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 The Turing Walkthrough - Beginning to End
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PostPosted: Thu Oct 12, 2006 4:03 pm   Post subject: (No subject)

really good, very very helpful to newbies like me, learning it in school, trying to get ahead of the game Smile

PostPosted: Thu Oct 12, 2006 9:46 pm   Post subject: (No subject)

BenLi wrote:
I think something that hasn't been discussed and stressed enough is proper style with procedures and functions. Stuff like global variables and parameters.

It is my belief that simply placing more emphasis on fucntions and procedures and parameters would greatly reduce such problems.

The key, I think, is to make sure that the scope of the problem posed to a student does not eclipse the capabilities of the tools to which they have been exposed. In other words: do not ask a student to create even the simplest game before you teach them to create functions and procedures, or you will get bad style code.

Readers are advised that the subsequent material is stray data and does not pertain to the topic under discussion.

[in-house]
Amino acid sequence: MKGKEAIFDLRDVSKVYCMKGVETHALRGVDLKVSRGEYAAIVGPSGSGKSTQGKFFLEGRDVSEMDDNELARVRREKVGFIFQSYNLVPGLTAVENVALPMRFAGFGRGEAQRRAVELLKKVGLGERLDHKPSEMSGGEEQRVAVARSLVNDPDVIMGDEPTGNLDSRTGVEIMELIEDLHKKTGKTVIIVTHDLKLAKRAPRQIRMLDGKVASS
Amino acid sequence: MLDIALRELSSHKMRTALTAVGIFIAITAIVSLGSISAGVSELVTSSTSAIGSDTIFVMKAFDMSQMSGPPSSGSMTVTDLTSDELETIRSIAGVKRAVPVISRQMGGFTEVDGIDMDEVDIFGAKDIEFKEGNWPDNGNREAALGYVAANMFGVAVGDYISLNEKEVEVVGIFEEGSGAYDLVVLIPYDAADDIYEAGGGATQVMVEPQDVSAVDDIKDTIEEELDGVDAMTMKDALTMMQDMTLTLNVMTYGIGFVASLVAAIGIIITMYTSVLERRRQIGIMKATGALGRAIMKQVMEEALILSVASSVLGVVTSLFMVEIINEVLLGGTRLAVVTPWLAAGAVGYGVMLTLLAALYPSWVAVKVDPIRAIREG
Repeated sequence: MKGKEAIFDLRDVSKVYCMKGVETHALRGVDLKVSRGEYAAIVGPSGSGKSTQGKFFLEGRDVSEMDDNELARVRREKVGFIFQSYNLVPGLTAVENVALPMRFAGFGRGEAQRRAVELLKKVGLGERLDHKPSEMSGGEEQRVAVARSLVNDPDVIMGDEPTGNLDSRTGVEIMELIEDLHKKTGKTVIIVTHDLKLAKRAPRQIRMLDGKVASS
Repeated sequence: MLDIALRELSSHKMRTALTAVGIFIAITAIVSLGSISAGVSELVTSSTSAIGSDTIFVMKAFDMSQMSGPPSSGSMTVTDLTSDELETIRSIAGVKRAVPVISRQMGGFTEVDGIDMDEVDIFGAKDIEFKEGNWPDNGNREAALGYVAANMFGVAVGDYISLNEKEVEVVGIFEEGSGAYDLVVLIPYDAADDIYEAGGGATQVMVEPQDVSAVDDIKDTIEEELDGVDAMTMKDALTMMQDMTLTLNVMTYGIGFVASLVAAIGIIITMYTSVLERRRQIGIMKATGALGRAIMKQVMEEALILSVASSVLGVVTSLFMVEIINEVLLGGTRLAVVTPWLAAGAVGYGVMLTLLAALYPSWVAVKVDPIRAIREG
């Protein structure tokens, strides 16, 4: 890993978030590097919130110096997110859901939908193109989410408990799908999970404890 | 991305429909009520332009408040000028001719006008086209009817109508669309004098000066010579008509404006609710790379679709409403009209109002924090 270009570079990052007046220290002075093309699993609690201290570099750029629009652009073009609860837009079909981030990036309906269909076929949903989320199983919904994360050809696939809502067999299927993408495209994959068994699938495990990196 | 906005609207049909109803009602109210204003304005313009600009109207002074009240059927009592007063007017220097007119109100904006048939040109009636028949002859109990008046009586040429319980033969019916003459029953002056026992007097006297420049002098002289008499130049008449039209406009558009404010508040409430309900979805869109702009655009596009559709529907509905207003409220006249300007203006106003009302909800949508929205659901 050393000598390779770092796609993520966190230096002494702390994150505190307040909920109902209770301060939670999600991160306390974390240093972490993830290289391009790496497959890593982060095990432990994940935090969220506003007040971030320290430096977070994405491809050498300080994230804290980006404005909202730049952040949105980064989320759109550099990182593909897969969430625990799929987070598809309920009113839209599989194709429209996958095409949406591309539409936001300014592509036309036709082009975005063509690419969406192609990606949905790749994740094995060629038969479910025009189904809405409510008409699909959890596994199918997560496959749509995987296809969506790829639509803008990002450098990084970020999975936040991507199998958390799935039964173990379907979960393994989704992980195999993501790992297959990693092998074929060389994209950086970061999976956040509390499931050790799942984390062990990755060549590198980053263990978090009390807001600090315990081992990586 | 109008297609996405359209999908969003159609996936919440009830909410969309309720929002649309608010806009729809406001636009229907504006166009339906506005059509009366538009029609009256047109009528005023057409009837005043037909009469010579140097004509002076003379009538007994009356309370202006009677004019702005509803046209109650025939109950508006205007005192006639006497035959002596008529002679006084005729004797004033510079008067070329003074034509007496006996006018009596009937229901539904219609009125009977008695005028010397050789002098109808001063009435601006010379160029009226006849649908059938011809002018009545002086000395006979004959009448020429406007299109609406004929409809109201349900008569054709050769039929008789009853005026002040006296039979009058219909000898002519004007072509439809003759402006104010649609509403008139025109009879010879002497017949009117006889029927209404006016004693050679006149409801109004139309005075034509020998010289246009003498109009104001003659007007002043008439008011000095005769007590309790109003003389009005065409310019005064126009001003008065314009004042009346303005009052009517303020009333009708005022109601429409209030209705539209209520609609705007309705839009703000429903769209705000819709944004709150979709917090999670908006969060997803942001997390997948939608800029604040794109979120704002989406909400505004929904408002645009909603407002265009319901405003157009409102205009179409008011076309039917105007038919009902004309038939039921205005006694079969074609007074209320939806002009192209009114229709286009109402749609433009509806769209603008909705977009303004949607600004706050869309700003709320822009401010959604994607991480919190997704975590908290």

PostPosted: Thu Oct 19, 2006 12:30 pm   Post subject: (No subject)

Yay! now i can learn turing!

Thank you cervantes, if i would have noticed this before, then i would have read it. but right now i have no time to read it. i will later then i will begin to input programs into the turing source code.

PostPosted: Tue Nov 21, 2006 4:43 pm   Post subject: (No subject)

It strikes me that a Turing style guideline could be a very good thing.

  • Comment formatting standards
  • General code formatting suggestions
  • Formatting guidelines with regards to specific syntactic constructs
  • Semantic guidelines (scoping and functions vs. procedures, for instance)
  • Naming conventions for variables, functions, procedures, types, classes, modules, etc.

PostPosted: Tue Nov 21, 2006 9:57 pm   Post subject: (No subject)

Can anyone give me a brief explanation on sprites?

PostPosted: Tue Nov 21, 2006 11:07 pm   Post subject: (No subject)